Years later, in 1986, with Marcos still in power, I’d be in the same building, looking for Tony Nieva’s office which was at the back of the NPC.  A young cigarette vendor asked what I was looking for;  I inadvertently said, “the office of Tony Zumel.”  His eyes glazed and he looked far, far, far away, seemingly at a caravan crossing the desert, and answered, softly, “ay, matagal na pong wala iyon…matagal na. [He’s been gone a long time. A long, long time.]”  I looked at him with wonder, a kid with an unbreakable connection to history.


"His eyes glazed and he looked far, far, far away, seemingly at a caravan crossing the desert, and answered, softly, “ay, matagal na pong wala iyon…matagal na. [He’s been gone a long time. A long, long time.]”  I looked at him with wonder, a kid with an unbreakable connection to history." 



It was personal.  It was not just a piece of paper with a signature, not just a voice making the announcement;  it wasn’t even the orders barked at rows of khaki- or fatigue-uniformed men.  It was an absolute threat, a palpable danger, a loss of self-power and security.  It endangered the usual, the common, the ordinary details of daily life.  Years later, Rodolfo Salas, then chair of the Communist Party of the Philippines, would tell me of how about 200 students ran for their Central Luzon guerrilla base, throwing his group into a tizzy — though it’s hard to imagine Bilog, as we called him, even slightly nervous.  “We had to feed them,” he said smiling, “and used up in one day our month’s supply.”  Bilog then instructed his unit to interview each student.  Those not under direct threat would return to town or city to help in the resistance.  Those with “serious threats” would be given the choice of moving elsewhere:  northern, southern Luzon;  the Visayas;  Mindanao.  He said that some who were not under direct threat chose to be sent elsewhere, willing to take on the very difficult task of opening new guerrilla fronts.

Romantic in the telling, it wasn’t, in reality.  The half-joke then was that if one survived for a year in the countryside, one was already a veteran.  Still, many chose this manner of struggle.  Because martial law was personal.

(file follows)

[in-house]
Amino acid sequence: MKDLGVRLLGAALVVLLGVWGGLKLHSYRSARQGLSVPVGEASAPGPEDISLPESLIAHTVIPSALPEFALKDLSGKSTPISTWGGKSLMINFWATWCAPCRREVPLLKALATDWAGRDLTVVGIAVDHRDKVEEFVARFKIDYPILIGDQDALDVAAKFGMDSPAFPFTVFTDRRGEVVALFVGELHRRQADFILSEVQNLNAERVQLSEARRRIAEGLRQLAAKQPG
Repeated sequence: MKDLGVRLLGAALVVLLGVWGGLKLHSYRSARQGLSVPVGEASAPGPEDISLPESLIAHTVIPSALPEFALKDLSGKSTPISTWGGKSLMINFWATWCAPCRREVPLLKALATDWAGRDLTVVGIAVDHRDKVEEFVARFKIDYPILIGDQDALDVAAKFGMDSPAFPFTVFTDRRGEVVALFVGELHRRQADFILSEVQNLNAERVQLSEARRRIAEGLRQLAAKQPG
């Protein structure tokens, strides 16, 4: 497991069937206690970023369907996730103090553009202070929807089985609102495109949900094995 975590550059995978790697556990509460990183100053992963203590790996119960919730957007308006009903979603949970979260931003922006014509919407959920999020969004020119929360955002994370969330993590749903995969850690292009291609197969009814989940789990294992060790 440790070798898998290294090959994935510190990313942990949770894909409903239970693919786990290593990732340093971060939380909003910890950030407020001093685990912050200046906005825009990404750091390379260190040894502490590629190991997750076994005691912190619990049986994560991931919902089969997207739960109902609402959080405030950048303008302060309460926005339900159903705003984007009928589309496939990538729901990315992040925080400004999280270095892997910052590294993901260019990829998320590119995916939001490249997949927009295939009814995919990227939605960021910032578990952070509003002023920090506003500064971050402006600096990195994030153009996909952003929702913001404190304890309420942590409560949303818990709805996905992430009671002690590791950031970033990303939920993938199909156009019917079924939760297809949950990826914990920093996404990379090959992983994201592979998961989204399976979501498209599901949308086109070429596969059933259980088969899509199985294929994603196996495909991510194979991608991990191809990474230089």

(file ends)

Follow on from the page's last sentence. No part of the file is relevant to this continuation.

A lexicon grew for clandestine work, so that information could be imparted without naming the information.  Sunog meant raid, capture.  Nanununog meant someone was talking.  Nasunog meant someone had been betrayed.  And of course, at the end of every meeting, INGAT, which recently is translated as “take care.”  No nothing as innocuous as that.  It meant “be careful” out there.  And as if to underscore the intellectual underpinnings of the budding movement, the Communist Party was the Q, following the symbolic logic formula, if p then q.

Thus the struggle against martial law would begin—quietly, carefully, slowly, in a process of learning,, unlearning and refinement as it went along.  It was fought not only with guns, since even guerrillas could not survive without supplies and there were no deep bases as yet.  Supply teams were set up in Manila for various regions, because while there was food of a sort in the countryside, there was little by way of cash.  Certain things just had to be bought.  I recall at the time that the request for supplies for the Cordillera region, then called Montanosa, came to a measly 800 pesos a month.  For as long as I could, I gave all of it.

One early coup de plume would cheer the city of Manila, at least.  A poem, well written, was published by a magazine controlled by Marcos’s cronies.  Just a little poem but all the letters starting each line, when scanned downward, read:  Marcos, Hitler, Diktador, Tuta…  Via the grapevine, we learned almost instantly it had been done by Pete Lacaba.  The owners tried to have all the copies recalled but one was delivered to my residence, so I was fortunate enough to have seen it with my own eyes.  This kind of daring would set the tone for the struggle’s propaganda.